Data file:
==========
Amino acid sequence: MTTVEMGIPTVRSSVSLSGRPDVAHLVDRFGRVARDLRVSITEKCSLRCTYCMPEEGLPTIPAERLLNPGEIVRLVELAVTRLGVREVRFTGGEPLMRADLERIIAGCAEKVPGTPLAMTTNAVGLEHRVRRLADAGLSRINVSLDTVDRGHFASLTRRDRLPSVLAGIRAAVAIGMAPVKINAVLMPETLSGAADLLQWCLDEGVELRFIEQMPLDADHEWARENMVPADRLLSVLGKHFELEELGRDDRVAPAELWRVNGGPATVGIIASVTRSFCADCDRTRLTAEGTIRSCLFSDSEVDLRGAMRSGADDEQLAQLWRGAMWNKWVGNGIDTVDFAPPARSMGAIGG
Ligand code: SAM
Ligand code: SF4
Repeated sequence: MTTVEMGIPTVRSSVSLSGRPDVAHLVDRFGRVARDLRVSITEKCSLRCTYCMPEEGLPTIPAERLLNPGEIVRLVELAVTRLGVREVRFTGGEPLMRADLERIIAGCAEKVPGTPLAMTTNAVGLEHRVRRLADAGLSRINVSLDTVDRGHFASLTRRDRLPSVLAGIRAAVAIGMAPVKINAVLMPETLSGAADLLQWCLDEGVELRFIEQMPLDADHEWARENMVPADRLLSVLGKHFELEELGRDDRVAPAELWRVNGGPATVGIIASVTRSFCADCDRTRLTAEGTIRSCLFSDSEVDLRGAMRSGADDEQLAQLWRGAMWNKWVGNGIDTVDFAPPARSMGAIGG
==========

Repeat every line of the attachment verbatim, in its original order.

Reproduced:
Amino acid sequence: MTTVEMGIPTVRSSVSLSGRPDVAHLVDRFGRVARDLRVSITEKCSLRCTYCMPEEGLPTIPAERLLNPGEIVRLVELAVTRLGVREVRFTGGEPLMRADLERIIAGCAEKVPGTPLAMTTNAVGLEHRVRRLADAGLSRINVSLDTVDRGHFASLTRRDRLPSVLAGIRAAVAIGMAPVKINAVLMPETLSGAADLLQWCLDEGVELRFIEQMPLDADHEWARENMVPADRLLSVLGKHFELEELGRDDRVAPAELWRVNGGPATVGIIASVTRSFCADCDRTRLTAEGTIRSCLFSDSEVDLRGAMRSGADDEQLAQLWRGAMWNKWVGNGIDTVDFAPPARSMGAIGG
Ligand code: SAM
Ligand code: SF4
Repeated sequence: MTTVEMGIPTVRSSVSLSGRPDVAHLVDRFGRVARDLRVSITEKCSLRCTYCMPEEGLPTIPAERLLNPGEIVRLVELAVTRLGVREVRFTGGEPLMRADLERIIAGCAEKVPGTPLAMTTNAVGLEHRVRRLADAGLSRINVSLDTVDRGHFASLTRRDRLPSVLAGIRAAVAIGMAPVKINAVLMPETLSGAADLLQWCLDEGVELRFIEQMPLDADHEWARENMVPADRLLSVLGKHFELEELGRDDRVAPAELWRVNGGPATVGIIASVTRSFCADCDRTRLTAEGTIRSCLFSDSEVDLRGAMRSGADDEQLAQLWRGAMWNKWVGNGIDTVDFAPPARSMGAIGG